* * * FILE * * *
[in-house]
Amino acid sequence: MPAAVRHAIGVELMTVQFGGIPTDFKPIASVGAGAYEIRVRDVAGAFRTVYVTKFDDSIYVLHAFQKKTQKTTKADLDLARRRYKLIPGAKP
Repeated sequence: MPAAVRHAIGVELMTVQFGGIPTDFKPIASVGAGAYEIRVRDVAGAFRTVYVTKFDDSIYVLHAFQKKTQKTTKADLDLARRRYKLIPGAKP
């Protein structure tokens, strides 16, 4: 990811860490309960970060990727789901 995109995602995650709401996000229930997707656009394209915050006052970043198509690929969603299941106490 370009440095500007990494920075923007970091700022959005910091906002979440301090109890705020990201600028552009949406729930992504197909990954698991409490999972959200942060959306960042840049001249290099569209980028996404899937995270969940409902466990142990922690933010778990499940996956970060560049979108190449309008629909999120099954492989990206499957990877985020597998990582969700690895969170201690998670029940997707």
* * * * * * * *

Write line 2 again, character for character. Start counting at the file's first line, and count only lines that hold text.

Amino acid sequence: MPAAVRHAIGVELMTVQFGGIPTDFKPIASVGAGAYEIRVRDVAGAFRTVYVTKFDDSIYVLHAFQKKTQKTTKADLDLARRRYKLIPGAKP